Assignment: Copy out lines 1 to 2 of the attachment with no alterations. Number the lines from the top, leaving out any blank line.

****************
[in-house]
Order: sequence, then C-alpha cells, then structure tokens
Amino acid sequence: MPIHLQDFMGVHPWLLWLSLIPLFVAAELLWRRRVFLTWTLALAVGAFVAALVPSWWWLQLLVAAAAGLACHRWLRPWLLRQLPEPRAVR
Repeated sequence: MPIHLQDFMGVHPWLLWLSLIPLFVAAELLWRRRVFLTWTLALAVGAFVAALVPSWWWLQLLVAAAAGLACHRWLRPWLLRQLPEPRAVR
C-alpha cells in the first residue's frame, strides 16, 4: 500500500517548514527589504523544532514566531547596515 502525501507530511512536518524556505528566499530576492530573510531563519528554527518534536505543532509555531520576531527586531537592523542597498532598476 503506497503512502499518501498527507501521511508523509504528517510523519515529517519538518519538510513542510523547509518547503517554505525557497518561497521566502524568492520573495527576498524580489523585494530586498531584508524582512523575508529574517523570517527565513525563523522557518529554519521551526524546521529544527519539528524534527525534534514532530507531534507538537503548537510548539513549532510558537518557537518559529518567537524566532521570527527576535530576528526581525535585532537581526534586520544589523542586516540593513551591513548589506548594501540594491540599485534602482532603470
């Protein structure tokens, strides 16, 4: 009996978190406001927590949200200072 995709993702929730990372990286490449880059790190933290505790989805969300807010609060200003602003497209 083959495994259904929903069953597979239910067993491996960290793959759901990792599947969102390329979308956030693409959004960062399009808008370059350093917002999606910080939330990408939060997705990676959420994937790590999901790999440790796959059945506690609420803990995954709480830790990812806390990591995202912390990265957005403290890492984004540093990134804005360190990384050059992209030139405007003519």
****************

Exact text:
[in-house]
Order: sequence, then C-alpha cells, then structure tokens